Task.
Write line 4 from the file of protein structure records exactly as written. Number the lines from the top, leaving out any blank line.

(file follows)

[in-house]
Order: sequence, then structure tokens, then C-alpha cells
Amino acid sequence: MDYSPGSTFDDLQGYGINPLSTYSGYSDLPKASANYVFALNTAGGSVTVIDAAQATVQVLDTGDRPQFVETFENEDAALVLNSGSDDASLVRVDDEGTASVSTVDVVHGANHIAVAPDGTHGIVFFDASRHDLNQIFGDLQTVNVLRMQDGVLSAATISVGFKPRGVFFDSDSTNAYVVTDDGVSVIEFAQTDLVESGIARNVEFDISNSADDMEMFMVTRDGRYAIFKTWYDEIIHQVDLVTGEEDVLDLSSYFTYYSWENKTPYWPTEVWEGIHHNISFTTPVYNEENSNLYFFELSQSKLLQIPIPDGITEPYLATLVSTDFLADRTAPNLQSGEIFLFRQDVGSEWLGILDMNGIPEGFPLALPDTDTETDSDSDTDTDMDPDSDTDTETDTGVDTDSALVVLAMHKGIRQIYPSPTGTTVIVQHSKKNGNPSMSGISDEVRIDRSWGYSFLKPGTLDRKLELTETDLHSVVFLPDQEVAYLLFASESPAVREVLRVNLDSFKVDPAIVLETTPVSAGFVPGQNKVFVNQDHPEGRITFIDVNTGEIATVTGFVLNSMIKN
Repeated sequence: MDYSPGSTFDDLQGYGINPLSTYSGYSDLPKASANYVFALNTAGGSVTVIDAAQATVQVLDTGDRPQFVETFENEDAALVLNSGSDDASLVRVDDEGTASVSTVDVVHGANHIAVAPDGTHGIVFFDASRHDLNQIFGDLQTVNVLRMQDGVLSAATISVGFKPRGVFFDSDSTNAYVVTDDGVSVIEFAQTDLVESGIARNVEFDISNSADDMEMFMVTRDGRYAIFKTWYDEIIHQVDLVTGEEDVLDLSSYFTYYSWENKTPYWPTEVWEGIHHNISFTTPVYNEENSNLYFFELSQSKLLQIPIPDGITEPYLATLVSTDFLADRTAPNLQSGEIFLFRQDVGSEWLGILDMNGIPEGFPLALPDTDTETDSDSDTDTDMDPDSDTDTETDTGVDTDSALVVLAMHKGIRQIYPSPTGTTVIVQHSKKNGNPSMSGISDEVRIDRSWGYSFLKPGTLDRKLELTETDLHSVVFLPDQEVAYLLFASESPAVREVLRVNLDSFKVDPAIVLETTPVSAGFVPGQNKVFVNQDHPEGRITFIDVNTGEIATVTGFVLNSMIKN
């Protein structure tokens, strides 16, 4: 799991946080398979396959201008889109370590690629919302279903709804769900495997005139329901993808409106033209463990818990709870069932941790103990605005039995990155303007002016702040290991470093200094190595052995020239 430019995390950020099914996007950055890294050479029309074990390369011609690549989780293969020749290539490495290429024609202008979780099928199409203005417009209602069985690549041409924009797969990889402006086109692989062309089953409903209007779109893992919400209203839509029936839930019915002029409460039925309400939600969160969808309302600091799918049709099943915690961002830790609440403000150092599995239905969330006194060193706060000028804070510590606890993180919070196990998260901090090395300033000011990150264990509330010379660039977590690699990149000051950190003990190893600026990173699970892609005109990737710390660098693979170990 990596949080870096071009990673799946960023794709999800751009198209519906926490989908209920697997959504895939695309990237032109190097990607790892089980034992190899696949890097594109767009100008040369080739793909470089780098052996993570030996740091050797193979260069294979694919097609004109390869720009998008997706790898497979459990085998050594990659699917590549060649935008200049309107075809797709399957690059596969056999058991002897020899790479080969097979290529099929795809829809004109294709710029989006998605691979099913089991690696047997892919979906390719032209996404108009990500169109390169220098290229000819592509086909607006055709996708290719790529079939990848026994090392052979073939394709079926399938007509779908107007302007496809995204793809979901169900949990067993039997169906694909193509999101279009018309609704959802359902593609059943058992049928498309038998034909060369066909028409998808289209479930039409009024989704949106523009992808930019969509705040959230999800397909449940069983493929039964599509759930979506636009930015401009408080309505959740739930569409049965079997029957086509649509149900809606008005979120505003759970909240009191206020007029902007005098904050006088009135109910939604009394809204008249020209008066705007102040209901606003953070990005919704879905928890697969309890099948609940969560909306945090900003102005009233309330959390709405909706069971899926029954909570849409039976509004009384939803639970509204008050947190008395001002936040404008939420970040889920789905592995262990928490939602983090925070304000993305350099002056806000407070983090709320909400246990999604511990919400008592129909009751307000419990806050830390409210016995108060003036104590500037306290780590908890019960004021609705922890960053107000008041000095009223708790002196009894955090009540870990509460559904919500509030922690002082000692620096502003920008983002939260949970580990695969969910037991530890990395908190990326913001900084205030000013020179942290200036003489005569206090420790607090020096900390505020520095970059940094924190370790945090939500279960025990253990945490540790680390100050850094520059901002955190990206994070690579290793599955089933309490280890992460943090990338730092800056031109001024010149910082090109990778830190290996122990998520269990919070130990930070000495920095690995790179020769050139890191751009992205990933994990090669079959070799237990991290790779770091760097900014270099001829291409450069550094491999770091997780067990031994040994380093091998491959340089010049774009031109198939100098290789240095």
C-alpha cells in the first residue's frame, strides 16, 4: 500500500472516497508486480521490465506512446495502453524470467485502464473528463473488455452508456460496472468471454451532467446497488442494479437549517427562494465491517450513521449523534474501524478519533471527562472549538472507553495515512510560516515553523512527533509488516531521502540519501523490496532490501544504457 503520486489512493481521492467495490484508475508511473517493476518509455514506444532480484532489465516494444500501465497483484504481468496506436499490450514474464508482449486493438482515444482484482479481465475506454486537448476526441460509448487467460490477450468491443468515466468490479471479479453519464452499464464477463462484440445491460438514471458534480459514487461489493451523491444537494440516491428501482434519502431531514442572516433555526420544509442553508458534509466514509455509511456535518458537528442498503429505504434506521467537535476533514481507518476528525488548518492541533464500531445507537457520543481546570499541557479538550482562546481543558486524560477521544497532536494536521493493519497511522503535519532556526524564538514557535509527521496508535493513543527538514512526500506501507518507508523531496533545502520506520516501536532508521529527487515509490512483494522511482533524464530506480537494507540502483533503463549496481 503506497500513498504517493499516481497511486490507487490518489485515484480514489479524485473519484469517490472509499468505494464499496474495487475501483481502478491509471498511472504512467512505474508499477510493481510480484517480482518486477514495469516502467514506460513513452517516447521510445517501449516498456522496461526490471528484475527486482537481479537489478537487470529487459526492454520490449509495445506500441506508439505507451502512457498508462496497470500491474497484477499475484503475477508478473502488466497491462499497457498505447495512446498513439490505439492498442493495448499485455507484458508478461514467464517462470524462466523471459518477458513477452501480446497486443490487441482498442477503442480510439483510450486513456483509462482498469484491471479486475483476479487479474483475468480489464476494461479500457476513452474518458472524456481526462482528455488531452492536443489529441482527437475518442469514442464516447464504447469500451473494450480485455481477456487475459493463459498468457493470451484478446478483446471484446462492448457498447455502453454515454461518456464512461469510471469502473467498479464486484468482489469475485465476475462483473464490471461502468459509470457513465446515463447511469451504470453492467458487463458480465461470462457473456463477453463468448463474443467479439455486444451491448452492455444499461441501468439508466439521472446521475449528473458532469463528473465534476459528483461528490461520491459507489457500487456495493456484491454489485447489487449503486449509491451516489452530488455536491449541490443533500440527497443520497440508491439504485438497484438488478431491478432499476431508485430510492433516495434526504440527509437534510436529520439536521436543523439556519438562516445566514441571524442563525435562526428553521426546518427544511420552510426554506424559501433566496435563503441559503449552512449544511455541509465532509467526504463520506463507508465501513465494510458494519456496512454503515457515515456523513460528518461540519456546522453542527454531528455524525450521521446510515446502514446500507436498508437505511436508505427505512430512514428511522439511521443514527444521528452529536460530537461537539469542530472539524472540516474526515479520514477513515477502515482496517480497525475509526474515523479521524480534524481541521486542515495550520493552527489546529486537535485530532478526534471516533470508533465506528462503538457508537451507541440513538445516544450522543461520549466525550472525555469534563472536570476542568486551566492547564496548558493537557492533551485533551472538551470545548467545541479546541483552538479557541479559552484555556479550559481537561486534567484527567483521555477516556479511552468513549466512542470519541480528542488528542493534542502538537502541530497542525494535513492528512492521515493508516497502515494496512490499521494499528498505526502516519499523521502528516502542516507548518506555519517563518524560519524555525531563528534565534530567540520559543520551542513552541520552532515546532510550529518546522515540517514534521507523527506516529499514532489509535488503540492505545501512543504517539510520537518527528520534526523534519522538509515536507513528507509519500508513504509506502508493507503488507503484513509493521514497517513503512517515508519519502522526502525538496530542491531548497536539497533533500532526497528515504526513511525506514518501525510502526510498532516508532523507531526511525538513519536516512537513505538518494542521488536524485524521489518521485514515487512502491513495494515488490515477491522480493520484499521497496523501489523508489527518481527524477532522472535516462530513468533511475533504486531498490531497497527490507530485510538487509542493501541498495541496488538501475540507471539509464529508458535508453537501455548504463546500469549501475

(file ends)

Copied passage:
Repeated sequence: MDYSPGSTFDDLQGYGINPLSTYSGYSDLPKASANYVFALNTAGGSVTVIDAAQATVQVLDTGDRPQFVETFENEDAALVLNSGSDDASLVRVDDEGTASVSTVDVVHGANHIAVAPDGTHGIVFFDASRHDLNQIFGDLQTVNVLRMQDGVLSAATISVGFKPRGVFFDSDSTNAYVVTDDGVSVIEFAQTDLVESGIARNVEFDISNSADDMEMFMVTRDGRYAIFKTWYDEIIHQVDLVTGEEDVLDLSSYFTYYSWENKTPYWPTEVWEGIHHNISFTTPVYNEENSNLYFFELSQSKLLQIPIPDGITEPYLATLVSTDFLADRTAPNLQSGEIFLFRQDVGSEWLGILDMNGIPEGFPLALPDTDTETDSDSDTDTDMDPDSDTDTETDTGVDTDSALVVLAMHKGIRQIYPSPTGTTVIVQHSKKNGNPSMSGISDEVRIDRSWGYSFLKPGTLDRKLELTETDLHSVVFLPDQEVAYLLFASESPAVREVLRVNLDSFKVDPAIVLETTPVSAGFVPGQNKVFVNQDHPEGRITFIDVNTGEIATVTGFVLNSMIKN